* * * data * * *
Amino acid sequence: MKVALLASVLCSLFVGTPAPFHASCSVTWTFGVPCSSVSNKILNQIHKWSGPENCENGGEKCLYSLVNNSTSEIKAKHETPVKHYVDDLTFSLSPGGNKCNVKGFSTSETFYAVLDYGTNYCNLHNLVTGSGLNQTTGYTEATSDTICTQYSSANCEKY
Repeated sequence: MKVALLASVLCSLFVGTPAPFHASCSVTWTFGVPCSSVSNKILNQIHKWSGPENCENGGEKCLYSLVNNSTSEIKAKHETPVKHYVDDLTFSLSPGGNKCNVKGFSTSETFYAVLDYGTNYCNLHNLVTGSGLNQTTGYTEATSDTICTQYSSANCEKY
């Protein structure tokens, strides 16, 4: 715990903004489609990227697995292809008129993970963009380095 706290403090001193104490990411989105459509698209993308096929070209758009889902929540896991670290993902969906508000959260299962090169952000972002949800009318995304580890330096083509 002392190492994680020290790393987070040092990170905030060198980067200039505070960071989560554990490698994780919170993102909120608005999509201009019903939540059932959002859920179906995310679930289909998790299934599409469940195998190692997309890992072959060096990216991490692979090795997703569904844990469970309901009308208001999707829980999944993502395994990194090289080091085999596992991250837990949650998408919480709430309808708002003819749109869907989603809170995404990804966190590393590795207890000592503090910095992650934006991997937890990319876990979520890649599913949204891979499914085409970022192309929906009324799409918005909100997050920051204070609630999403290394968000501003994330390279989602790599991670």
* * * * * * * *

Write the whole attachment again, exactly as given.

Amino acid sequence: MKVALLASVLCSLFVGTPAPFHASCSVTWTFGVPCSSVSNKILNQIHKWSGPENCENGGEKCLYSLVNNSTSEIKAKHETPVKHYVDDLTFSLSPGGNKCNVKGFSTSETFYAVLDYGTNYCNLHNLVTGSGLNQTTGYTEATSDTICTQYSSANCEKY
Repeated sequence: MKVALLASVLCSLFVGTPAPFHASCSVTWTFGVPCSSVSNKILNQIHKWSGPENCENGGEKCLYSLVNNSTSEIKAKHETPVKHYVDDLTFSLSPGGNKCNVKGFSTSETFYAVLDYGTNYCNLHNLVTGSGLNQTTGYTEATSDTICTQYSSANCEKY
């Protein structure tokens, strides 16, 4: 715990903004489609990227697995292809008129993970963009380095 706290403090001193104490990411989105459509698209993308096929070209758009889902929540896991670290993902969906508000959260299962090169952000972002949800009318995304580890330096083509 002392190492994680020290790393987070040092990170905030060198980067200039505070960071989560554990490698994780919170993102909120608005999509201009019903939540059932959002859920179906995310679930289909998790299934599409469940195998190692997309890992072959060096990216991490692979090795997703569904844990469970309901009308208001999707829980999944993502395994990194090289080091085999596992991250837990949650998408919480709430309808708002003819749109869907989603809170995404990804966190590393590795207890000592503090910095992650934006991997937890990319876990979520890649599913949204891979499914085409970022192309929906009324799409918005909100997050920051204070609630999403290394968000501003994330390279989602790599991670």